However as Riko and Reg head deeper into the Abyss’s depths and receive a startling revelation about Riko’s connection to it, a gradual, but very noticeable change begins to happen with the show’s atmosphere. The once colorful and intriguing world of the Abyss becomes dark and isolating, and the beasts that reside within become more and more dangerous as the feeling of security that initially surrounded our leads is suddenly stripped away. By the time the season heads into its final act and the duo encounters a threat far bigger than they can handle, the show pulls out all the stops in depicting just how unforgiving the Abyss truly is, including everything from the most visceral depiction of pain that I’ve ever seen in animation, to a character backstory so disturbing, that it left me with a chill in a way that almost no other anime has really managed to do.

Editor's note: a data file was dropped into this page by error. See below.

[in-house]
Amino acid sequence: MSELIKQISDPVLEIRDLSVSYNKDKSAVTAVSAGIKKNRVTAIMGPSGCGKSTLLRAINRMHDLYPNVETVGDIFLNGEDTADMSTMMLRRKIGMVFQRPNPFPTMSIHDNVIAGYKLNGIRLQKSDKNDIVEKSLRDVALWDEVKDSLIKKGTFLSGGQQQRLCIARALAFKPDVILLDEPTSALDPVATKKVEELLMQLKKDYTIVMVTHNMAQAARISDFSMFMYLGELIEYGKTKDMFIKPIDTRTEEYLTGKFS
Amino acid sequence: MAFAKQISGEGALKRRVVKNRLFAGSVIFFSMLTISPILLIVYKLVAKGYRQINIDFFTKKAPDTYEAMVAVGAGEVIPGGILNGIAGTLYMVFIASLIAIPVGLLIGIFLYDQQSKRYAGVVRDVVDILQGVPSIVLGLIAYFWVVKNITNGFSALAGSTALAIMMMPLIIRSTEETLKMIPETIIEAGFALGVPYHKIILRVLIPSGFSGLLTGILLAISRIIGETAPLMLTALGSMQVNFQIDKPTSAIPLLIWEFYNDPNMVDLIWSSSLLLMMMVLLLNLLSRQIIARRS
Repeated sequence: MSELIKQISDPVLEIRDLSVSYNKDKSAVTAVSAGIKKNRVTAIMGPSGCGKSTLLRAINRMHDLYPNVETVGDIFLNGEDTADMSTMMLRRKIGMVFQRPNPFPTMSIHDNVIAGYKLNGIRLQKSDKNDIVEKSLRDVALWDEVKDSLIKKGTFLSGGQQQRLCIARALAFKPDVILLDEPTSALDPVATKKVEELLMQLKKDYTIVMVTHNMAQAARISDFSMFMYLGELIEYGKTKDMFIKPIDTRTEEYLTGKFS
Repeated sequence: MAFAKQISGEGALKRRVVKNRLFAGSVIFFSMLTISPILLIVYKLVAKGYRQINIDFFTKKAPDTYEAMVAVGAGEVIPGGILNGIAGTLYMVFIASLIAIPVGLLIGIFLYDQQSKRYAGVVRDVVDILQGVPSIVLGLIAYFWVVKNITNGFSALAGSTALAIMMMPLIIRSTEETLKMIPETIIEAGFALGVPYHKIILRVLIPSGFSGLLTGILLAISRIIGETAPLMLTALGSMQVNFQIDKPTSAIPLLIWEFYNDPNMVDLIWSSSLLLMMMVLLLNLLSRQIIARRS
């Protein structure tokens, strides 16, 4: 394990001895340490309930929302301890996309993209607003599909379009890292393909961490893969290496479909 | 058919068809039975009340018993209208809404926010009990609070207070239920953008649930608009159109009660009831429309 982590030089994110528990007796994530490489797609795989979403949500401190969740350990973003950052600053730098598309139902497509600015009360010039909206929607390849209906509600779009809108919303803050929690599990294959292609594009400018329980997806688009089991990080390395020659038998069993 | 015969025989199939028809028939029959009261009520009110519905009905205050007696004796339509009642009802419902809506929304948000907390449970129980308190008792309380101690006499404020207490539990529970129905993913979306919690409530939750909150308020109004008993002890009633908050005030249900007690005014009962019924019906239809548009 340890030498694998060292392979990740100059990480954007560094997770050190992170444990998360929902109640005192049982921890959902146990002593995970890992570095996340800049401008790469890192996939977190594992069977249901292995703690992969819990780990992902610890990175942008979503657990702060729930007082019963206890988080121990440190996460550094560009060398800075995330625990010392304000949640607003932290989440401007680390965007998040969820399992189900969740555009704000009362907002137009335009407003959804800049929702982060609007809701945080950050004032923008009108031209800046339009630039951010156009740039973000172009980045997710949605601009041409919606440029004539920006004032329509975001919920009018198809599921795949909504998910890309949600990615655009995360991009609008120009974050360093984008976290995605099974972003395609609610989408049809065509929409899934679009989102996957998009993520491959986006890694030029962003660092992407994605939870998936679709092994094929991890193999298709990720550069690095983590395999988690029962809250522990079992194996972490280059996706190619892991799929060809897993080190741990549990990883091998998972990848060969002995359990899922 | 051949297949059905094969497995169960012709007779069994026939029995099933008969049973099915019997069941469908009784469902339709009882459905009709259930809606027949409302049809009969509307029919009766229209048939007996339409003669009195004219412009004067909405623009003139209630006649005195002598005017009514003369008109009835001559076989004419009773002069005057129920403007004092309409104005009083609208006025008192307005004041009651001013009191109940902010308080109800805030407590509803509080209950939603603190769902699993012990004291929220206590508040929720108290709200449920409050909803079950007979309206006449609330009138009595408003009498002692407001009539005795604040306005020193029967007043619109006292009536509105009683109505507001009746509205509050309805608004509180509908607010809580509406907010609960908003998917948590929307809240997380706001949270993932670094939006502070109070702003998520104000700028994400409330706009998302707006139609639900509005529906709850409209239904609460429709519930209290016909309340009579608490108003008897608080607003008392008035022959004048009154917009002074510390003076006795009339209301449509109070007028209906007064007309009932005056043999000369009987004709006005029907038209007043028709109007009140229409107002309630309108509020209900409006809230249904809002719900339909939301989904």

With such a dramatic shift in tone from the season’s first episode to its finale, its easy to imagine this going off the rails pretty quick, but it manages to stay consistent and engaging from beginning to end. Even when the story begins to dip into some pretty bleak territory, it maintains the same spirit of perseverance and curiosity it began with, while also providing an infectious sense of charm in both its characters and atmosphere. While a lot of these elements are shifted more towards a horror perspective than the more adventure shonen one that it starts out with, these moments of dread always feel like a natural evolution, and the show never seems like it’s forcing its hand. All of this helps to make for a much more powerful experience than would be expected at first glance, and for a story that I’m already eager to get back to when the next season arrives.